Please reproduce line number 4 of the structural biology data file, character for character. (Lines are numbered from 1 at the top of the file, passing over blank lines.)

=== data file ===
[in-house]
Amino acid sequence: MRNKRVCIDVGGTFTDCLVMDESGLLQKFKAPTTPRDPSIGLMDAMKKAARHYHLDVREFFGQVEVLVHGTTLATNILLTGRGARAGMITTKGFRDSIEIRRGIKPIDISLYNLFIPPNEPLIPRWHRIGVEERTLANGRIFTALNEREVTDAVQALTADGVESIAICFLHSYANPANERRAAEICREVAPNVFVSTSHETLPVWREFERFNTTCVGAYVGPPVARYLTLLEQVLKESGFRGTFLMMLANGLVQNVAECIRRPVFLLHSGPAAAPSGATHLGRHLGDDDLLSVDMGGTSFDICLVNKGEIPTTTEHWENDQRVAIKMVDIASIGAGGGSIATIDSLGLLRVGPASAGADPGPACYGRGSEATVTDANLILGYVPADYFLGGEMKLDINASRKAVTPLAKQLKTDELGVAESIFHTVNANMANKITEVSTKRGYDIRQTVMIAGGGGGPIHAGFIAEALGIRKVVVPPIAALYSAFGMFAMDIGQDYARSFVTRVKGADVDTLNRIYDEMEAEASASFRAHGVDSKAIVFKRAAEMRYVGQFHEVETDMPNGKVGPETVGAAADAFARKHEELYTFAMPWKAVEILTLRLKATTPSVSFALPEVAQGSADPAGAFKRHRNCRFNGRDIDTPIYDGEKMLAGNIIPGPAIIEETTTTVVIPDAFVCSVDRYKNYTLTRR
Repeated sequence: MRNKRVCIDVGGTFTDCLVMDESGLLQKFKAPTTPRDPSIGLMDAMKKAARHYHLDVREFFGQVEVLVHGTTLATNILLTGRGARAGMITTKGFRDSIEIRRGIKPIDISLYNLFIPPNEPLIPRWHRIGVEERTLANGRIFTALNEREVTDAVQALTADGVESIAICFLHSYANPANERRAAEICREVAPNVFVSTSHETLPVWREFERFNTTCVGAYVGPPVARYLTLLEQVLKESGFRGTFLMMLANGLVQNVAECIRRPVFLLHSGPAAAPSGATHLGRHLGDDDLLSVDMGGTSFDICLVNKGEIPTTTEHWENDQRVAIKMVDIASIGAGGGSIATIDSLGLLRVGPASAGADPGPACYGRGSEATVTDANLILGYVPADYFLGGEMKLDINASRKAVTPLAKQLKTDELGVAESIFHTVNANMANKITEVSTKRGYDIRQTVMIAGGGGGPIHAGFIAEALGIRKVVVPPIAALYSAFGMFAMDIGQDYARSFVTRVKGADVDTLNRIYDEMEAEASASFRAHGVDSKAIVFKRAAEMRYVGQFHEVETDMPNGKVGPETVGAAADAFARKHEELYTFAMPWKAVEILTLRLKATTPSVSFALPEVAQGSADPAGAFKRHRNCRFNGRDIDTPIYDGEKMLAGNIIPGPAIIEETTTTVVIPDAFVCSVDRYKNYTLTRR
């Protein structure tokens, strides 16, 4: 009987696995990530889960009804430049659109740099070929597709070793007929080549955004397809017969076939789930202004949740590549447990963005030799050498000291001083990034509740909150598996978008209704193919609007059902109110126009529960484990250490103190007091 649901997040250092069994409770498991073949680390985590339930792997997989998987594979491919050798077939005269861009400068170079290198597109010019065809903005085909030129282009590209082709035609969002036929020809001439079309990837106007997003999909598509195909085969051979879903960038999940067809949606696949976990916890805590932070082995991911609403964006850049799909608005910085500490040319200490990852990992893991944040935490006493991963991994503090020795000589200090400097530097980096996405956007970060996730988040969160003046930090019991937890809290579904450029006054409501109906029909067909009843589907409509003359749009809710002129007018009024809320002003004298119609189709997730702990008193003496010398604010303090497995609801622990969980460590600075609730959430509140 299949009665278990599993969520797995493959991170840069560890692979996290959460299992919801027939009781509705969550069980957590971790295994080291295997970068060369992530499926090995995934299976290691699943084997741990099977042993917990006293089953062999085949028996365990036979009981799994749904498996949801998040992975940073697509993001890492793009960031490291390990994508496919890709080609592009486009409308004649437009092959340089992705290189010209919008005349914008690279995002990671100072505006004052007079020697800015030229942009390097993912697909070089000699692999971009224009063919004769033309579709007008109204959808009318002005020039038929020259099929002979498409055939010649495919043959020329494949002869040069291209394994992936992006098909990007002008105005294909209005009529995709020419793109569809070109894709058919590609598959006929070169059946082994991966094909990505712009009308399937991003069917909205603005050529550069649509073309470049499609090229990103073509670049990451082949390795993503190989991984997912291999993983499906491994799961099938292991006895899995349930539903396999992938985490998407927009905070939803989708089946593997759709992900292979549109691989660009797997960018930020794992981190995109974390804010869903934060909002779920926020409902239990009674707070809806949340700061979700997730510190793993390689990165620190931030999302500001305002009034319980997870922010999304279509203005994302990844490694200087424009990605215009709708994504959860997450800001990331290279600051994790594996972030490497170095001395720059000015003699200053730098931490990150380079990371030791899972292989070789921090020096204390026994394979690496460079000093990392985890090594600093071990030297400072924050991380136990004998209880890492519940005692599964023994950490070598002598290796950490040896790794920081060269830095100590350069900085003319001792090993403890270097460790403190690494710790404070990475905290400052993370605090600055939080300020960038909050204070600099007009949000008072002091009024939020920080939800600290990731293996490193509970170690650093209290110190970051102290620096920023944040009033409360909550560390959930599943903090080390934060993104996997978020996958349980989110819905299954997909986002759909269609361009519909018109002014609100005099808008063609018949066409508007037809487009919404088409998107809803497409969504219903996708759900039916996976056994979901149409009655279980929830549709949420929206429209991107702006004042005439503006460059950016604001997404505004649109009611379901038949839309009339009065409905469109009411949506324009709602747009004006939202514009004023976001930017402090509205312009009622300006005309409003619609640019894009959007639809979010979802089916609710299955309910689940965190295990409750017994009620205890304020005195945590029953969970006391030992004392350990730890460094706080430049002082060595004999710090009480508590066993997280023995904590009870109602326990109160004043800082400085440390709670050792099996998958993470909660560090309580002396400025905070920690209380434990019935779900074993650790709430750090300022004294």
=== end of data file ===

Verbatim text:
């Protein structure tokens, strides 16, 4: 009987696995990530889960009804430049659109740099070929597709070793007929080549955004397809017969076939789930202004949740590549447990963005030799050498000291001083990034509740909150598996978008209704193919609007059902109110126009529960484990250490103190007091 649901997040250092069994409770498991073949680390985590339930792997997989998987594979491919050798077939005269861009400068170079290198597109010019065809903005085909030129282009590209082709035609969002036929020809001439079309990837106007997003999909598509195909085969051979879903960038999940067809949606696949976990916890805590932070082995991911609403964006850049799909608005910085500490040319200490990852990992893991944040935490006493991963991994503090020795000589200090400097530097980096996405956007970060996730988040969160003046930090019991937890809290579904450029006054409501109906029909067909009843589907409509003359749009809710002129007018009024809320002003004298119609189709997730702990008193003496010398604010303090497995609801622990969980460590600075609730959430509140 299949009665278990599993969520797995493959991170840069560890692979996290959460299992919801027939009781509705969550069980957590971790295994080291295997970068060369992530499926090995995934299976290691699943084997741990099977042993917990006293089953062999085949028996365990036979009981799994749904498996949801998040992975940073697509993001890492793009960031490291390990994508496919890709080609592009486009409308004649437009092959340089992705290189010209919008005349914008690279995002990671100072505006004052007079020697800015030229942009390097993912697909070089000699692999971009224009063919004769033309579709007008109204959808009318002005020039038929020259099929002979498409055939010649495919043959020329494949002869040069291209394994992936992006098909990007002008105005294909209005009529995709020419793109569809070109894709058919590609598959006929070169059946082994991966094909990505712009009308399937991003069917909205603005050529550069649509073309470049499609090229990103073509670049990451082949390795993503190989991984997912291999993983499906491994799961099938292991006895899995349930539903396999992938985490998407927009905070939803989708089946593997759709992900292979549109691989660009797997960018930020794992981190995109974390804010869903934060909002779920926020409902239990009674707070809806949340700061979700997730510190793993390689990165620190931030999302500001305002009034319980997870922010999304279509203005994302990844490694200087424009990605215009709708994504959860997450800001990331290279600051994790594996972030490497170095001395720059000015003699200053730098931490990150380079990371030791899972292989070789921090020096204390026994394979690496460079000093990392985890090594600093071990030297400072924050991380136990004998209880890492519940005692599964023994950490070598002598290796950490040896790794920081060269830095100590350069900085003319001792090993403890270097460790403190690494710790404070990475905290400052993370605090600055939080300020960038909050204070600099007009949000008072002091009024939020920080939800600290990731293996490193509970170690650093209290110190970051102290620096920023944040009033409360909550560390959930599943903090080390934060993104996997978020996958349980989110819905299954997909986002759909269609361009519909018109002014609100005099808008063609018949066409508007037809487009919404088409998107809803497409969504219903996708759900039916996976056994979901149409009655279980929830549709949420929206429209991107702006004042005439503006460059950016604001997404505004649109009611379901038949839309009339009065409905469109009411949506324009709602747009004006939202514009004023976001930017402090509205312009009622300006005309409003619609640019894009959007639809979010979802089916609710299955309910689940965190295990409750017994009620205890304020005195945590029953969970006391030992004392350990730890460094706080430049002082060595004999710090009480508590066993997280023995904590009870109602326990109160004043800082400085440390709670050792099996998958993470909660560090309580002396400025905070920690209380434990019935779900074993650790709430750090300022004294």